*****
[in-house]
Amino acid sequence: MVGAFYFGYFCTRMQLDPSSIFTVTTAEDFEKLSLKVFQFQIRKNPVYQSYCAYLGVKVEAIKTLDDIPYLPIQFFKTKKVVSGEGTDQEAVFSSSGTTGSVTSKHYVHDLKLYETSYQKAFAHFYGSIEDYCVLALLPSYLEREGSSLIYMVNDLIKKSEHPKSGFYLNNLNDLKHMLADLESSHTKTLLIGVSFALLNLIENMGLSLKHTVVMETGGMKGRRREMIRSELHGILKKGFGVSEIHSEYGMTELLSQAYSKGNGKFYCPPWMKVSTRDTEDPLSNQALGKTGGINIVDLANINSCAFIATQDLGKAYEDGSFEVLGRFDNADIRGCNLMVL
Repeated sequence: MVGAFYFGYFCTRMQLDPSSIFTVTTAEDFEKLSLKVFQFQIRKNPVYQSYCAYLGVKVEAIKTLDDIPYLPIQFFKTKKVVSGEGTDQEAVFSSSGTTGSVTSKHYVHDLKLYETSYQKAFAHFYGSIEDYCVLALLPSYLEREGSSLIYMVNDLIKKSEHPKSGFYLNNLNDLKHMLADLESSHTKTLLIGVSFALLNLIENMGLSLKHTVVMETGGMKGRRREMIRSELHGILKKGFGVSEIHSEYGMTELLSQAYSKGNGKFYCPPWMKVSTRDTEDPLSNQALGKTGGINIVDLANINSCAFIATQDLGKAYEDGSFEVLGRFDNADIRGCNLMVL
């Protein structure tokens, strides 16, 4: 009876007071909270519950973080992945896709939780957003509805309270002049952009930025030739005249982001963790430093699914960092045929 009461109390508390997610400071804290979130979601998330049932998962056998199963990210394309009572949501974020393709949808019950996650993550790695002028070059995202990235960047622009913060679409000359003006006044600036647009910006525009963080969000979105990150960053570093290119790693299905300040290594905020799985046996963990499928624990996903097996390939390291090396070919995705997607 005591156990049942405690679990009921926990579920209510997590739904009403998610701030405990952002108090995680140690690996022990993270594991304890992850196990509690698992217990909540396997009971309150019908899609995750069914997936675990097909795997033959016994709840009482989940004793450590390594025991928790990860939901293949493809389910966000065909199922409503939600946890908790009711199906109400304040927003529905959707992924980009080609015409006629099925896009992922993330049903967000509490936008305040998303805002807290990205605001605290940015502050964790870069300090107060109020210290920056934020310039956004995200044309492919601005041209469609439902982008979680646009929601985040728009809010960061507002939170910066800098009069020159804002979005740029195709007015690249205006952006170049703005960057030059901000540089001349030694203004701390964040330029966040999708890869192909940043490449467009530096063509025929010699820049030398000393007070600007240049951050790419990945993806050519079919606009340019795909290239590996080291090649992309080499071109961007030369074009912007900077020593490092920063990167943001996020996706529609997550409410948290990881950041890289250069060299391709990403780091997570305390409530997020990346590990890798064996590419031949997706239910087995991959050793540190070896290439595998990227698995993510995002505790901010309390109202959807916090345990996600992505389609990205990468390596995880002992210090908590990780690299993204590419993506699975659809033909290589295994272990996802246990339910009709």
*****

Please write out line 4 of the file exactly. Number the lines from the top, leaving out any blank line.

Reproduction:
């Protein structure tokens, strides 16, 4: 009876007071909270519950973080992945896709939780957003509805309270002049952009930025030739005249982001963790430093699914960092045929 009461109390508390997610400071804290979130979601998330049932998962056998199963990210394309009572949501974020393709949808019950996650993550790695002028070059995202990235960047622009913060679409000359003006006044600036647009910006525009963080969000979105990150960053570093290119790693299905300040290594905020799985046996963990499928624990996903097996390939390291090396070919995705997607 005591156990049942405690679990009921926990579920209510997590739904009403998610701030405990952002108090995680140690690996022990993270594991304890992850196990509690698992217990909540396997009971309150019908899609995750069914997936675990097909795997033959016994709840009482989940004793450590390594025991928790990860939901293949493809389910966000065909199922409503939600946890908790009711199906109400304040927003529905959707992924980009080609015409006629099925896009992922993330049903967000509490936008305040998303805002807290990205605001605290940015502050964790870069300090107060109020210290920056934020310039956004995200044309492919601005041209469609439902982008979680646009929601985040728009809010960061507002939170910066800098009069020159804002979005740029195709007015690249205006952006170049703005960057030059901000540089001349030694203004701390964040330029966040999708890869192909940043490449467009530096063509025929010699820049030398000393007070600007240049951050790419990945993806050519079919606009340019795909290239590996080291090649992309080499071109961007030369074009912007900077020593490092920063990167943001996020996706529609997550409410948290990881950041890289250069060299391709990403780091997570305390409530997020990346590990890798064996590419031949997706239910087995991959050793540190070896290439595998990227698995993510995002505790901010309390109202959807916090345990996600992505389609990205990468390596995880002992210090908590990780690299993204590419993506699975659809033909290589295994272990996802246990339910009709």